Death of my Father; The tragedy that made me who I am; A review

Tragedy makes men break while others break records. This was my conclusion and takeaway after reading this book. The author, Lydia Mazzi Kayondo-Ndandiko presents to the reader,a story of determination, resilience and hardwork following a tragedy in December 1992 when her father George William Kayondo went to be with the Lord under unclear circumstances. Lydia,who was 14 at the time and an only girl in a family of boys was presented with an uphill task on how to carry on.

Daddy’s Letter

During one of the visitation days at Mt St Mary’s college Namagunga, the Dad did not make it but wrote her a beautiful letter with the poignant words, it read in part, ‘my daughter,read very hard because books don’t lie,In my days I did and urge you to follow suit’ These would be the words that have forever propelled Lydia in her studies. She writes that she was an average student but became a top perfomer later returning to Gungas in A level and later securing a government Sponsorship for her undergrad. Among others, remarks from relatives that she later learned like ,”Lydia can never make it, she has grown up around boys and with so much attention from the boys in the schools where her father worked. You know with girls, without boys around, things do not shift”kept her going perhaps to remind her that she had a point to make in a society that thinks less of the girl child. Perhaps to give a little background, She writes about the centrality of God in her life “I accepted Jesus Christ as my Lord and savior in senior one at Mt St Mary’s college Namagunga. I do not remember the exact moment. All I recall that we were in a classroom for a Christian fellowship, the gospel was preached and I was one of those who said that prayer” Through out the book she cites scripture and mentions how it has been important to her life. She writes about how serious she was with her doctoral program, “In 2009,I traveled to Sweden while I was four months pregnant. I stayed there for four months undertaking research and doing research as part of my PhD. I traveled back on an eight hour nonstop flight when I was eight months pregnant. All this in the struggle to improve myself and earn another degree” This is the writer remembering the dad’s letter and living the dad’s wishes literally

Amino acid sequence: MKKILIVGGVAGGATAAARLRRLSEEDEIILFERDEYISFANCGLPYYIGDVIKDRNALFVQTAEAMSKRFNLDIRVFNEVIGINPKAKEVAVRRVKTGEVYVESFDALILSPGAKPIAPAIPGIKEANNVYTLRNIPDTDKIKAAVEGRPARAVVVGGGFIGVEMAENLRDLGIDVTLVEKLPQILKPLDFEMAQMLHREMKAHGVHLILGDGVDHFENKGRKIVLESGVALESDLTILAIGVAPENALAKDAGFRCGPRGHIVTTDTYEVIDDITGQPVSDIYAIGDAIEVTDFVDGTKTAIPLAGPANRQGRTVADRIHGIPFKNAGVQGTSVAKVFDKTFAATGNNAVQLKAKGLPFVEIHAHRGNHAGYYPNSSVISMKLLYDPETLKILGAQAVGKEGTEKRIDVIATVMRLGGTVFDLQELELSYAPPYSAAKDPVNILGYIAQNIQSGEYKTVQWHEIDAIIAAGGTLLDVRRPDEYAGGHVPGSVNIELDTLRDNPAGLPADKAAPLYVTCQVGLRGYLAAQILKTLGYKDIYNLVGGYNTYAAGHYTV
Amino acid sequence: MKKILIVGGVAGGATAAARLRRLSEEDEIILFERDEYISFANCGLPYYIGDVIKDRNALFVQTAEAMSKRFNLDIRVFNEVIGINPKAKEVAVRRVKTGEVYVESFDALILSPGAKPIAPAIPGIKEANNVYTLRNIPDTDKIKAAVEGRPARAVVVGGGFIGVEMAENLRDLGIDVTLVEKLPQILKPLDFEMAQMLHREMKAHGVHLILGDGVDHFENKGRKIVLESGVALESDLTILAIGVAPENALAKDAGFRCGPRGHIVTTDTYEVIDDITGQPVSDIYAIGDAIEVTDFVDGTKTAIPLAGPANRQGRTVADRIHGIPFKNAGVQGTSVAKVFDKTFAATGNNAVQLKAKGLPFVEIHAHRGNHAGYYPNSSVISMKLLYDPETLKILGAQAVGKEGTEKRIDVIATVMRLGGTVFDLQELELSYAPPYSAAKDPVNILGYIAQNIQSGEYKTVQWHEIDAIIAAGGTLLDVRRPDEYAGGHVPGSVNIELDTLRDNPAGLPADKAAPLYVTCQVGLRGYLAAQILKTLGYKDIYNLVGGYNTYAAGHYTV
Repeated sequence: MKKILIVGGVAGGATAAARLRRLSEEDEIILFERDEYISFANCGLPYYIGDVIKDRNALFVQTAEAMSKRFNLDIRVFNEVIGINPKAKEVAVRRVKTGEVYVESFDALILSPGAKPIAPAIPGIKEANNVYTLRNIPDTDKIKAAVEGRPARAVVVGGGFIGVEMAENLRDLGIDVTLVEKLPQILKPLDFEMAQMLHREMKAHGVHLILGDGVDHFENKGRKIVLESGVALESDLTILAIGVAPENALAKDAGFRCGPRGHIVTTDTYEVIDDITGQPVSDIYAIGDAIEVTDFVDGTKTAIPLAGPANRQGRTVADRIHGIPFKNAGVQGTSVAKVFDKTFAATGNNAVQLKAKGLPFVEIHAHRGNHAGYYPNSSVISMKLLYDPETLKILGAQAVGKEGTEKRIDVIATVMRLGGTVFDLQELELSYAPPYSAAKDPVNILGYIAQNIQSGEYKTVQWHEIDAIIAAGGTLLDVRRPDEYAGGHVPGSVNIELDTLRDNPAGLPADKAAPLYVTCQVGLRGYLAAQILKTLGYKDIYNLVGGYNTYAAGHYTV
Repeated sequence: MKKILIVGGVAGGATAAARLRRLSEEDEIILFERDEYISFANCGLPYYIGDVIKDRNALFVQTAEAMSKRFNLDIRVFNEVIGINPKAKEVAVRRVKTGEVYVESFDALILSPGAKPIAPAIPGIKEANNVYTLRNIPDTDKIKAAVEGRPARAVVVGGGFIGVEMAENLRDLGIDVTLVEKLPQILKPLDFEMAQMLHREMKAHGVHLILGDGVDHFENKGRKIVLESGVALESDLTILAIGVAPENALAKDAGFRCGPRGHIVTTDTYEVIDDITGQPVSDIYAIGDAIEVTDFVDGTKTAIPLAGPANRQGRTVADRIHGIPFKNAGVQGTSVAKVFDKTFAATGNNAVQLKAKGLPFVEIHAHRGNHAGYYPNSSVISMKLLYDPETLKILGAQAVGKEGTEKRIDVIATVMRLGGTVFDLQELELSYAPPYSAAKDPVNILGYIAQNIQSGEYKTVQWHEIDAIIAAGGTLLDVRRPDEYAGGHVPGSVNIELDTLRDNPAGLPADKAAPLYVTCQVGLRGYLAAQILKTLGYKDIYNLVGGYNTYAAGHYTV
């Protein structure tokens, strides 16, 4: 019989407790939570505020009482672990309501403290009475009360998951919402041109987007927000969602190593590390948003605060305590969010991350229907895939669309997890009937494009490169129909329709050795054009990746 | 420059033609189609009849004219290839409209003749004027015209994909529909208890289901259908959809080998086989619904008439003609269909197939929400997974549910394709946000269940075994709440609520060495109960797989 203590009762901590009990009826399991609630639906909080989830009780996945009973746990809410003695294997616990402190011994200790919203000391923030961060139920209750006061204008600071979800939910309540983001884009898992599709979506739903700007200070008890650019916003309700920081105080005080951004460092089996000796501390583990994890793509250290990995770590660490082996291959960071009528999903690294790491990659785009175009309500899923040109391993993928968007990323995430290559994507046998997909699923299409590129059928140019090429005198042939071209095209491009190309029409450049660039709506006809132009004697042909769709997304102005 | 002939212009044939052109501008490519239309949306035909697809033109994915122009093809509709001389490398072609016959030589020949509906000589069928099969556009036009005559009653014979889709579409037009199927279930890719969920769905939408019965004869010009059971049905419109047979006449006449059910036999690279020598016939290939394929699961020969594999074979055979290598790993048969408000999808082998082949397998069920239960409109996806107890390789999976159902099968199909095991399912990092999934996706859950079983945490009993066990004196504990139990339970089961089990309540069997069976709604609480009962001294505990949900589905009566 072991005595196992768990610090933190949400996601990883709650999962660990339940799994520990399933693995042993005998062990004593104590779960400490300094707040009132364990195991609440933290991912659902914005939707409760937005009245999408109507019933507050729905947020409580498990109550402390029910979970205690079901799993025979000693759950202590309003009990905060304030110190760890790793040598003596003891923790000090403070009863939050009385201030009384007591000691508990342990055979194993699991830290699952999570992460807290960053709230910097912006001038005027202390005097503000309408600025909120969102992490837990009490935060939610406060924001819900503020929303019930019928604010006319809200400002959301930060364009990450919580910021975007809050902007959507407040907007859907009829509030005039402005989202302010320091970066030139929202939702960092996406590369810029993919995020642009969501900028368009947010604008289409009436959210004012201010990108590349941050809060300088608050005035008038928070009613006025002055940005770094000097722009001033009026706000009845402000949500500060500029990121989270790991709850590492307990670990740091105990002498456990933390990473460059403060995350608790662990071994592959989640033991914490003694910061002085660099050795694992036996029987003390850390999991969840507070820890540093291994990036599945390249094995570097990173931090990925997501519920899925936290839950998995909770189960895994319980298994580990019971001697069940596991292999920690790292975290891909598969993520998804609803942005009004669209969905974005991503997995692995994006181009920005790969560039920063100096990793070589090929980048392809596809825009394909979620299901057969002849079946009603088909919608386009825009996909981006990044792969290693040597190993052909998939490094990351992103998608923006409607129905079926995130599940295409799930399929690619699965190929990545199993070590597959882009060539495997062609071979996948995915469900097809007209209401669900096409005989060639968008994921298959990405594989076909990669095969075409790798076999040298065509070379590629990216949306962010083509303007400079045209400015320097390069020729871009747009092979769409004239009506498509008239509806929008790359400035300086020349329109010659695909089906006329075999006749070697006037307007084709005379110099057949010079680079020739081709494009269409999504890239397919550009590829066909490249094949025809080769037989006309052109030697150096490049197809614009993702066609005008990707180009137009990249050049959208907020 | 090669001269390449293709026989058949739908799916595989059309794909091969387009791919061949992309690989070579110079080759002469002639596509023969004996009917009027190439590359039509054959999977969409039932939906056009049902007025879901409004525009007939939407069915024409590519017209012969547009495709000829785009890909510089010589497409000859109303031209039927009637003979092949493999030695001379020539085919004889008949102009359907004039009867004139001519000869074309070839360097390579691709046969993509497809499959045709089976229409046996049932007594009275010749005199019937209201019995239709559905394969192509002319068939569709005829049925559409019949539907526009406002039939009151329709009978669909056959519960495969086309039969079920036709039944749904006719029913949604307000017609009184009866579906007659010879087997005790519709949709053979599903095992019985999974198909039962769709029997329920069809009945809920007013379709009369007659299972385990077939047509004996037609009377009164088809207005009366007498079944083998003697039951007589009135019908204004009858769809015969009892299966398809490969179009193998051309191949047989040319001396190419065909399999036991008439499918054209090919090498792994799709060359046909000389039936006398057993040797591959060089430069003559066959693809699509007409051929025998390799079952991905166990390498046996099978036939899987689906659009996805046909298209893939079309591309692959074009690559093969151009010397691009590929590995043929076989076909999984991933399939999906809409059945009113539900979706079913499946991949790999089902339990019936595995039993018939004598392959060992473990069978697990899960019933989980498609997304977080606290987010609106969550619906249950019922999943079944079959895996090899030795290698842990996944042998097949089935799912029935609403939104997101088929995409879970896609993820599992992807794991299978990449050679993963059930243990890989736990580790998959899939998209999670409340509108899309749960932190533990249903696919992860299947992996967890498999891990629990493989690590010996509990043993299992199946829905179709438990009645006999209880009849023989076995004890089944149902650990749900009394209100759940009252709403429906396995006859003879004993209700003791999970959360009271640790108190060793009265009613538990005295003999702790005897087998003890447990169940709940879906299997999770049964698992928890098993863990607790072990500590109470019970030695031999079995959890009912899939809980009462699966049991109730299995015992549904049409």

Madam Ruth Kayondo (Jajja)

The writer States the support system that the mother has done ever since the passing of the Father. Now for context I do stay at the author’s home in Gayaza and she is Jajja to me and often times, I ask about the author and her family. She always attends the morning service at Wampeewo Church of Uganda which is adjacent to where she stays. It’s been the Lord’s faithfulness to educate all the siblings of Lydia but most importantly to instill the values in all of them. I promised the author that I would write a mini review and here we are.

The author writes,” There’s always light at the end of the tunnel, For this particular tuñnel, the light is so bright. My Father’s death made me;had it not happened the time it did, my life might be a complete different story altogether”

One of the greatest takeaways from the book is how much you react to a situation, you can choose to cry and sit in pain. Lydia did the opposite, she rose up to lead a life which she later documents for the next generations to read and know that Tragedy makes people break while others break records. Lydia Mazzi Kayondo-Ndandiko has broken a record with this book

About the Author
Lydia Mazzi kayondo-Ndandiko is a senior lecturer and Head of Geomatics and Land Management Department of MUK. She is also a zonal pastor under Worship Harvest Ministries

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